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DARWIN, Charles & Francis.

The Power of Movement in Plants.

With illustrations.

London: John Murray, 1880 Stock Code: 129604
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Original cloth, from the Royal Philosophical Society of Glasgow

First edition, first issue, with 32 pp. inserted adverts dated May 1878 and with two lines of errata at the foot of page x; 1,500 copies were printed. The collaborative authorship proclaimed on the title page reflects Darwin's concern to introduce his children into the world of science. Francis Darwin had trained as a doctor but turned from medicine to botany, initially working as secretary and assistant to his father. In 1876 he had been for some months at the University of Würzburg, learning laboratory methods from Julius Sachs. "The book was an extension of Charles Darwin's work on climbing plants and it showed that the same mechanisms can be observed in plants in general. By extending the idea of irregular circumnutation the Darwins analysed the growth movement of plants in response to factors of the environment such as light, gravity, and wounds. In addition, they demonstrated that the mechanism of curvature in both roots and shoots was the result of differential growth rates. They could also confirm that the effect of the stimuli on the growth movement was indirect and that light and gravity act on some substance in the tip of the root and the shoot, which is transmitted to other parts of the plant. Francis Darwin later refined some of the experimental techniques and modified their theoretical conclusions" (ODNB).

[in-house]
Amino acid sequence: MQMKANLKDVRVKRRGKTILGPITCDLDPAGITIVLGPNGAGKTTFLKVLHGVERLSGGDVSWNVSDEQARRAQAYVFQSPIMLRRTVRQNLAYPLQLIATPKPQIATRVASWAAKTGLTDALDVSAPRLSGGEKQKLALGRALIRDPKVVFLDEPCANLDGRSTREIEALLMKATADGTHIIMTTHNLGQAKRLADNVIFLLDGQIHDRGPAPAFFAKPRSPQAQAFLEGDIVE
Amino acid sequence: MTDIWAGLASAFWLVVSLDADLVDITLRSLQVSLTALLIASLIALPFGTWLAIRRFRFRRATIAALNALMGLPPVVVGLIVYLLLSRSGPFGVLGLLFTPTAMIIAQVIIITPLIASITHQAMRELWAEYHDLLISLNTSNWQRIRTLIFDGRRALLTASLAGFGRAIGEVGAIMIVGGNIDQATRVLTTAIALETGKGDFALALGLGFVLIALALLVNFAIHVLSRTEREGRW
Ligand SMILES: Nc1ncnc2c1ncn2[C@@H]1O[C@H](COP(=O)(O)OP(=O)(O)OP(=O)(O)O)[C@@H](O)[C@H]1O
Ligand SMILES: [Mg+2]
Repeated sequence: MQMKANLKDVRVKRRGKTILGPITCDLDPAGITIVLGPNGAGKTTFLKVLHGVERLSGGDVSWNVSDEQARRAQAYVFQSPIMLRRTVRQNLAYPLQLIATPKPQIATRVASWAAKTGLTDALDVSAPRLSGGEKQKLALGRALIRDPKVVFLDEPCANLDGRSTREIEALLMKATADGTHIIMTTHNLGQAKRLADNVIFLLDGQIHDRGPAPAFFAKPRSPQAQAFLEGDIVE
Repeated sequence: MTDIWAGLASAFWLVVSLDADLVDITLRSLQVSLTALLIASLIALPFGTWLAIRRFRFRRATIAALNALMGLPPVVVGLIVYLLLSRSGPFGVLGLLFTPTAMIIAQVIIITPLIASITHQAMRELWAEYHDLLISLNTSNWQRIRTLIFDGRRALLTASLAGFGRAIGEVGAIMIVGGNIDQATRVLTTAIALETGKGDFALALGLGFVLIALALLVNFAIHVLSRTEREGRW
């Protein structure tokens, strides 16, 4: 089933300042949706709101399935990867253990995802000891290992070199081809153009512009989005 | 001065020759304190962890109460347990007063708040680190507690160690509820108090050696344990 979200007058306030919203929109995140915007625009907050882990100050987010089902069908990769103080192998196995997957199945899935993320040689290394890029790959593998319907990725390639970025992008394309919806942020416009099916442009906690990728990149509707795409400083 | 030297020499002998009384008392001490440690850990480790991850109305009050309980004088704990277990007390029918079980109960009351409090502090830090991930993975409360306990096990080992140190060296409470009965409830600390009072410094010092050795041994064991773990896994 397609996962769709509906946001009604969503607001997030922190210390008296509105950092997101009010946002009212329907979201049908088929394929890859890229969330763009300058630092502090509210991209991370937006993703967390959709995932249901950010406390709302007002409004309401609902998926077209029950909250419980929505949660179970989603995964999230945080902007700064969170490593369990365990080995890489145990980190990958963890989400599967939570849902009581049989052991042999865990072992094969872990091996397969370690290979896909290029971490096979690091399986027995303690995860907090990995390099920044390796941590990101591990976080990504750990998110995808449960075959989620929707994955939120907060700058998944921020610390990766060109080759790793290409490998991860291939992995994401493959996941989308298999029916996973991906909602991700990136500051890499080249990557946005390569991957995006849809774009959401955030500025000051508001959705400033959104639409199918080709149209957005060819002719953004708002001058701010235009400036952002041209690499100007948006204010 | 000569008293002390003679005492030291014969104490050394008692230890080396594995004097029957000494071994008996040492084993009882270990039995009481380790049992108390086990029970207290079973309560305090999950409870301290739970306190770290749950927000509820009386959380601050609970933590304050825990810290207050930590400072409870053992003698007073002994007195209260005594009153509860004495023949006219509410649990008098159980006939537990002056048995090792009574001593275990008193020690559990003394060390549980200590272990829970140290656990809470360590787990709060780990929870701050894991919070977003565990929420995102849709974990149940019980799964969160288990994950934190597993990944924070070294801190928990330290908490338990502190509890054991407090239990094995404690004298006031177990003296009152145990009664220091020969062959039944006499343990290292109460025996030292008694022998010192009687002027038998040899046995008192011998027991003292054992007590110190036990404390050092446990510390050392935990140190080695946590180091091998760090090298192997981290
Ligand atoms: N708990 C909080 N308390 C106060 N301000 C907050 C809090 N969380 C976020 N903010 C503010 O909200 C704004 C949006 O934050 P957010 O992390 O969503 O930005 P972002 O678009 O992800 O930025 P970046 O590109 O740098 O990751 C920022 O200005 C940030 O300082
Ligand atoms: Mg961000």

Provenance: The Royal Philosophical Society of Glasgow, with their bookplate to pastedown, and stamps to title and first page. Founded in 1802 to discuss and improve the arts and sciences in Glasgow, the Society built up a considerable library of scientific books. This library of over 5,000 volumes was dispersed in 1961 when their building was sold.

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Octavo. Original green cloth, spine lettered in gilt with gilt decorative border at ends, covers blindstamped, brown coated endpapers.


With 196 woodcuts in the text.


Bookseller's ticket to pastedown. Hinges just beginning to split but still firm, a few instances of faint finger-soiling, else an excellent copy, with little darkening to spine.


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